A note on the Paladian architecture in Powerscourt House And Gardens.
Powerscourt house, like all of Cassels designs, was in the Paladian style. Paladian style dominated British architecture in the 17th and 18th centuries. It was inspired by the renaissance architecture of Andrea Palladio (1508-1580), a 16th century architect working in Venice. He drew his inspiration from Greek and Roman temples. Most of the beautiful , secular, Georgian buildings in Dublin today owe their origin to this architectural lineage. Palladian architecture gradually gave way to Gothic architecture in the late 19th century, as the inspiration of Palladian design in ancient Greece and Roman temples, came to be seen as too pagan. However, it’s influences can still be seen in modern buildings to this day.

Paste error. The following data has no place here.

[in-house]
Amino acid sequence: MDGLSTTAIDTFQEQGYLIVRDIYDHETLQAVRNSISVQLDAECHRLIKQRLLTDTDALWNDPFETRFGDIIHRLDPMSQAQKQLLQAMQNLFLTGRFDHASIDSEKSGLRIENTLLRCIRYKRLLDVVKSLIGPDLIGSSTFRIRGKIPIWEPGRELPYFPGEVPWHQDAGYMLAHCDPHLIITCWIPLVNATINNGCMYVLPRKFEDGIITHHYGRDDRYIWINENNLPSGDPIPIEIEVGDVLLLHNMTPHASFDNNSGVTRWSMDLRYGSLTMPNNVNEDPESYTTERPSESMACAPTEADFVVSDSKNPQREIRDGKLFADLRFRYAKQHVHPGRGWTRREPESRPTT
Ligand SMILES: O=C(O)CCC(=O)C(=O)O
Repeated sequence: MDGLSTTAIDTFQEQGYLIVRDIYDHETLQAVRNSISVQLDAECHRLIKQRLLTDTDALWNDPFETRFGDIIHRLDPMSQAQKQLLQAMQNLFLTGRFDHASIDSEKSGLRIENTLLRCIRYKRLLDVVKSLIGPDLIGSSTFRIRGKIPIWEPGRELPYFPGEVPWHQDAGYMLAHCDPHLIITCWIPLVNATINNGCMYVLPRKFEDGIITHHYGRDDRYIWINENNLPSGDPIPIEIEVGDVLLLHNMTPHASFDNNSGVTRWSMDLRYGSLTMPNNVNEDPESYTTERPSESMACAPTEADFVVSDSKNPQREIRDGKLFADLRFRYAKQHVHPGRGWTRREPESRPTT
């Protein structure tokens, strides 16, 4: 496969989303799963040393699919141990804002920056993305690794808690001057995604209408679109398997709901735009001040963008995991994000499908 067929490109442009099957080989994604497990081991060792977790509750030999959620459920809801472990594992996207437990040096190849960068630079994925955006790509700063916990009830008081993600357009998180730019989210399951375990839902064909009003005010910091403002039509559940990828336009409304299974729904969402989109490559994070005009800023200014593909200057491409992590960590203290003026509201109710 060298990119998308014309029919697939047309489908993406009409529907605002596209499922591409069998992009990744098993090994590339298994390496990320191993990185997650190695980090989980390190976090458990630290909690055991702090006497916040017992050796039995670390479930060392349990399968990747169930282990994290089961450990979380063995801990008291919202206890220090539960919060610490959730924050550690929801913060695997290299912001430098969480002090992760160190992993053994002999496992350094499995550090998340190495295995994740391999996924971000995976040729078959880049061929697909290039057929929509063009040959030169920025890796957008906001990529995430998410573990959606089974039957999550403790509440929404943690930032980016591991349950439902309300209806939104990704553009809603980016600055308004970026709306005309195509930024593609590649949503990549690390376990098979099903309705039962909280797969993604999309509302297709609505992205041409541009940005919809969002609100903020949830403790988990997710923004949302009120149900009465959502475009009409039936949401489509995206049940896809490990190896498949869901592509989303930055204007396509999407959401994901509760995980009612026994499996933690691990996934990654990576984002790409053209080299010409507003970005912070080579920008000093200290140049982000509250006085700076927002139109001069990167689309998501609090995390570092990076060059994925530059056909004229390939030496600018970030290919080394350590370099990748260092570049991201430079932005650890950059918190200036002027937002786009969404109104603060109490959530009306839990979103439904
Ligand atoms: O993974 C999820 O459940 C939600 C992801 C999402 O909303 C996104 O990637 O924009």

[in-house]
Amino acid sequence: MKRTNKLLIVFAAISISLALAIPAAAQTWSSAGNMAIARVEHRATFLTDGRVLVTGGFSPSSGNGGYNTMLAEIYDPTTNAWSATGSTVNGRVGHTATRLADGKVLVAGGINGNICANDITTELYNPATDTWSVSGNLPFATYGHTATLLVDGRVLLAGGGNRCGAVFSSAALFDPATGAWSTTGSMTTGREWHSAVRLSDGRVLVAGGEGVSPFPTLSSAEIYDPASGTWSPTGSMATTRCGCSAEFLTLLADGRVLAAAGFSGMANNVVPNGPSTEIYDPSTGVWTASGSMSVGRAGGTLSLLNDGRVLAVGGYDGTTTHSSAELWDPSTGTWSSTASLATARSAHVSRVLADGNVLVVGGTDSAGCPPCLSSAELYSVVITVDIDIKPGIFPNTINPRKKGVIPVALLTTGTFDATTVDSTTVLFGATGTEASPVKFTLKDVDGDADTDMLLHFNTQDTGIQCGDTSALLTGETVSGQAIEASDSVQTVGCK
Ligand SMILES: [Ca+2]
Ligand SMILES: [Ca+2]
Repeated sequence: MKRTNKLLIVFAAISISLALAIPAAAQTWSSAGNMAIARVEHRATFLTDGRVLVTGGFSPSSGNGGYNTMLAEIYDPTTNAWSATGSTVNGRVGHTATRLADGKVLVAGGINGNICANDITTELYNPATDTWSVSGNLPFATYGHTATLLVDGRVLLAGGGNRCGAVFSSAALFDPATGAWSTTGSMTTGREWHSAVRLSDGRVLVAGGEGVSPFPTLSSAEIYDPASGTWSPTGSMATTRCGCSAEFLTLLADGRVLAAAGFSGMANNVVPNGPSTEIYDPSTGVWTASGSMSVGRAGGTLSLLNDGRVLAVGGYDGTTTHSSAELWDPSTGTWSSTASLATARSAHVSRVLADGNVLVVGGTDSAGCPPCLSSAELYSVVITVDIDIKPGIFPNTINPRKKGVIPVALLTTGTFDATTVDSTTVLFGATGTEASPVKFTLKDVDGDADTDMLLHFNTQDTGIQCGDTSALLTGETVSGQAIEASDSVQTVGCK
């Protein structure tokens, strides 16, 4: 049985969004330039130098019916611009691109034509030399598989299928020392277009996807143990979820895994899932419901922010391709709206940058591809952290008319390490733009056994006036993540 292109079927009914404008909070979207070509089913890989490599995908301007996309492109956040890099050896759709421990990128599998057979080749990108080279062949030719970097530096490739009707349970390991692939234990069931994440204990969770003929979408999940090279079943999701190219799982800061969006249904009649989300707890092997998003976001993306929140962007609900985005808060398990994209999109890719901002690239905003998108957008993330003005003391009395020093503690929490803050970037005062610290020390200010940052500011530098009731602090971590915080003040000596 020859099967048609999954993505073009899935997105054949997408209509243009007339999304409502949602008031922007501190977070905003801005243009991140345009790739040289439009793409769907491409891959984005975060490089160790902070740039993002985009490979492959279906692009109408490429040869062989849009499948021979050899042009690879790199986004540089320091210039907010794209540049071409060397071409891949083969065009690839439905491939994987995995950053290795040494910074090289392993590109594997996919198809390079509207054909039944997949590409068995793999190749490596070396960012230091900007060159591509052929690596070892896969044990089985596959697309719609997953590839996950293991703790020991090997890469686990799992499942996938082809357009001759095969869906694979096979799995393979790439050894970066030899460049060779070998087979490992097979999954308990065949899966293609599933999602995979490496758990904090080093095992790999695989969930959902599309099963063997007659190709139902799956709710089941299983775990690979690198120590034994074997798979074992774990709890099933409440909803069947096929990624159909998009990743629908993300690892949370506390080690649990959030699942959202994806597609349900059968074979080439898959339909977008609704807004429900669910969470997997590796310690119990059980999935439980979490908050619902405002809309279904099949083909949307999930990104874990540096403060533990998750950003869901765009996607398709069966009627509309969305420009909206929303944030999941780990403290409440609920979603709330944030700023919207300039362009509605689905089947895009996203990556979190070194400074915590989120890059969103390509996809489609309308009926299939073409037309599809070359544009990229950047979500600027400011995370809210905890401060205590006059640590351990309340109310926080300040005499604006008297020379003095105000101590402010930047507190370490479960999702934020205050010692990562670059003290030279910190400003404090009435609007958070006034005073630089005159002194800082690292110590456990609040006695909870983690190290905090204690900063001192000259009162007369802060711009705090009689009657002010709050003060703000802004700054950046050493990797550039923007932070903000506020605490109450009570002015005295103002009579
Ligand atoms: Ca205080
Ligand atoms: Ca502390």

The Original House
The house was built on the site of the old dePaor castle and was designed with castle elements in mind; in particular two circular towers at each side of the house. The ground floor consisted of a large entrance passage way in which family heir looms were displayed and the reception rooms were upstairs. This was an unusual construction as most stately homes constructed in this era would have had reception rooms on the ground floor and it may have been a further nod to castle design and inspiration.
A further storey was completed in 1787 and it was further altered and upgraded in the 19th century.
In truth the house and gardens to sit rather incongruously amidst the boggy Wicklow hills. If we were to apply the standards of the present to the conception of the house we could easily criticise the design for failing to draw any inspiration at all from its surroundings. It is a dream of Europe set amidst the Wicklow hills but it is a dream come alive and still living and thriving today.
New Ownership and Renovation: